After a rousing first day of Lent Madness 2020, in which Thomas More routed James the Less 68% to 32% amid heavy voting (over 10,000 votes cast), we're on to day two. And we've established, once and for all, that less is not more. At least in this year's edition of the Saintly Smackdown.
Today, you're invited to gird your loins for a battle of Biblical proportions as two Scriptural saints face off. Now, you may be aware that this year's bracket features a quartet of Elizabeths, one in each quadrant: The Biblical Elizabeth, Elizabeth of Hungary, Elizabeth the New Martyr, and Elizabeth Frye. Will the four Elizabeths make up the Faithful Four? Only time and your votes will tell (though the oddsmakers in Vegas are dubious).
Today we encounter the first of the four Elizabeths, she of the Bible, who takes on Andrew the apostle.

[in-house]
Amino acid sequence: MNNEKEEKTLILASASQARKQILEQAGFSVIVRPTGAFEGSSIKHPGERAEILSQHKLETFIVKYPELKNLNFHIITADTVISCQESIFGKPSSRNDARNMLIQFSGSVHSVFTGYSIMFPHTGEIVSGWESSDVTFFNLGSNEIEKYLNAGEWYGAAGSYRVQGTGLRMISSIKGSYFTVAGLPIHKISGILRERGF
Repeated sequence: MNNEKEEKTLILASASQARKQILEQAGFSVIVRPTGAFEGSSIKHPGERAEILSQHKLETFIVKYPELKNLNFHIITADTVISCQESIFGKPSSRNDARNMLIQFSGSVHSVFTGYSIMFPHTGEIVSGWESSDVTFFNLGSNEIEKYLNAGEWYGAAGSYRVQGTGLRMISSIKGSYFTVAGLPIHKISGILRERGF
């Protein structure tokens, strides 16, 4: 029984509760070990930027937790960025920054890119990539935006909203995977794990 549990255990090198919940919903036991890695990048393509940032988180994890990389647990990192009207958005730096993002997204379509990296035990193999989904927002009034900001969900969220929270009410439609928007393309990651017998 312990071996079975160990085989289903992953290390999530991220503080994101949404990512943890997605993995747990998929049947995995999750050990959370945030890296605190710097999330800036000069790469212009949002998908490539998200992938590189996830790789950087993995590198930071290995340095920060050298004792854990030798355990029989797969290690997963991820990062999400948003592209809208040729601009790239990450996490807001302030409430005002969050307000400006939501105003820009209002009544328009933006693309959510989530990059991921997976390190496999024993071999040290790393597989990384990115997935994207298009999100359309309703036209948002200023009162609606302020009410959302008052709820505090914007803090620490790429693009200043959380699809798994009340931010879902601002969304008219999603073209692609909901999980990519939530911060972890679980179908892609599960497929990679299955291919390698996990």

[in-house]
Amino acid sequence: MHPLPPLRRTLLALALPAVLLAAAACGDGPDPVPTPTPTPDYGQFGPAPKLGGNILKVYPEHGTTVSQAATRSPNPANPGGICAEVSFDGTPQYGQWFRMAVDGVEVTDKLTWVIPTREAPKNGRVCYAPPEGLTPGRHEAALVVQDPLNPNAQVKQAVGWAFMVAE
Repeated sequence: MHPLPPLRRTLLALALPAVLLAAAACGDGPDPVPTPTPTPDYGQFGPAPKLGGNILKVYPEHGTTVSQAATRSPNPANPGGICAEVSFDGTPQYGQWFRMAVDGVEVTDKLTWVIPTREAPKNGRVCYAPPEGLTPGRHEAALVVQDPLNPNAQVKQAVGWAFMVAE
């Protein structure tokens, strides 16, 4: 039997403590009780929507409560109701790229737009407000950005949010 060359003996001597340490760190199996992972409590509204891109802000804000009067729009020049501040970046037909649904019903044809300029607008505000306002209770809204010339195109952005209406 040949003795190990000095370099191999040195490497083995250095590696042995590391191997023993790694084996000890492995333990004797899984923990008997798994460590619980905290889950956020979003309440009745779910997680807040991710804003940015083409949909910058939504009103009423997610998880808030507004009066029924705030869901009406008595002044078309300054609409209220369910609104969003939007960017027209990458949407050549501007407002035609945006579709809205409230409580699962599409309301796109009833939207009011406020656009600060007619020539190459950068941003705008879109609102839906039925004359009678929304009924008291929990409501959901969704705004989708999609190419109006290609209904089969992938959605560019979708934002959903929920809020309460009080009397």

But before you read, reflect, and vote (hopefully in that order), we wanted to share an article about Lent Madness that appeared in the San Diego Union Tribune. Partly because it's a nice article about this little devotion of ours, but mostly because we like cities named for saints.
Also, note that tomorrow is the ONLY non-weekday vote of Lent Madness. Margery Kempe will square off against Eustace. So don't forget to head over here to make your pick.
Okay, enough blathering on. Time to see whether Elizabeth or Andrew will be cast out of Lent Madness 2020!
Andrew was Simon Peter’s brother. When they were young, they learned to fish on the Sea of Galilee. They spent stormy afternoons together, watching the brooding clouds form and then wrestling the battering waves. They breathed in the calm days, floating on the gentle rhythm of the sea, staring into the horizon, talking about life, God, and meaning.
Sometimes Andrew and Peter fished late into the night. Under those glimmering stars, they must have looked at where the sky and sea met and wondered if there was something else for them, something more than nets and scales.